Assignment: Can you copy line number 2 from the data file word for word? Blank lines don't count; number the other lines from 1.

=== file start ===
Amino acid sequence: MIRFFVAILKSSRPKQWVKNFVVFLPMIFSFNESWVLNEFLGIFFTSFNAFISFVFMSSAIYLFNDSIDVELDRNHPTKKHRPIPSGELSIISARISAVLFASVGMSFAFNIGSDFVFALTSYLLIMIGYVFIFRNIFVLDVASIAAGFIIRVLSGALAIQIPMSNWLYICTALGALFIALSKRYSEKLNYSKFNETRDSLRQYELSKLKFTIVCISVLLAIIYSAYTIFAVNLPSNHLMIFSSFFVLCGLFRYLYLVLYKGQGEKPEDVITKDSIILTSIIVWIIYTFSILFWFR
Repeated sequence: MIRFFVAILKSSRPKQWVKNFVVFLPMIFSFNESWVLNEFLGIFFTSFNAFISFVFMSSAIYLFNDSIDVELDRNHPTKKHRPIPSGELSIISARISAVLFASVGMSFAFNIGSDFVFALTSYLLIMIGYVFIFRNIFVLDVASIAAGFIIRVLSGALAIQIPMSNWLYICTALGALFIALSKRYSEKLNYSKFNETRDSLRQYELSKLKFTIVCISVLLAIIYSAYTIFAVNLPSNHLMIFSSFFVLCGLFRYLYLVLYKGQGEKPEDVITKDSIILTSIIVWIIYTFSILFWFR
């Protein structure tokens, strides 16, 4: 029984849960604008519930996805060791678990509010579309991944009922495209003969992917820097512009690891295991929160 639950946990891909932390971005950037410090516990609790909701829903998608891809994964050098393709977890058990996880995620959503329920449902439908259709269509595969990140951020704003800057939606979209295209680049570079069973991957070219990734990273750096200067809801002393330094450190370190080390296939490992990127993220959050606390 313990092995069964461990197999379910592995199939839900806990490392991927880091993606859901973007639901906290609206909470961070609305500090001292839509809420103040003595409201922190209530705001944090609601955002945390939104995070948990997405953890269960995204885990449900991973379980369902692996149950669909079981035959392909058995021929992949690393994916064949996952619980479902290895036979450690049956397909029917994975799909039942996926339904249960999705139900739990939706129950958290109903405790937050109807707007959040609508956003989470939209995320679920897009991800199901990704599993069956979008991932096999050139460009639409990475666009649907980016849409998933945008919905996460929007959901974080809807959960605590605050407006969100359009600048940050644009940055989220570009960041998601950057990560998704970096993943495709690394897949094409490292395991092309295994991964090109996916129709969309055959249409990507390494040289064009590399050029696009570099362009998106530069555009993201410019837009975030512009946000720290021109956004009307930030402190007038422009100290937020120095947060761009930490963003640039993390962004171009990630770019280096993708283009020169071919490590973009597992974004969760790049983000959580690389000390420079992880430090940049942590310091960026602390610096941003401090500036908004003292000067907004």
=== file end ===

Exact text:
Repeated sequence: MIRFFVAILKSSRPKQWVKNFVVFLPMIFSFNESWVLNEFLGIFFTSFNAFISFVFMSSAIYLFNDSIDVELDRNHPTKKHRPIPSGELSIISARISAVLFASVGMSFAFNIGSDFVFALTSYLLIMIGYVFIFRNIFVLDVASIAAGFIIRVLSGALAIQIPMSNWLYICTALGALFIALSKRYSEKLNYSKFNETRDSLRQYELSKLKFTIVCISVLLAIIYSAYTIFAVNLPSNHLMIFSSFFVLCGLFRYLYLVLYKGQGEKPEDVITKDSIILTSIIVWIIYTFSILFWFR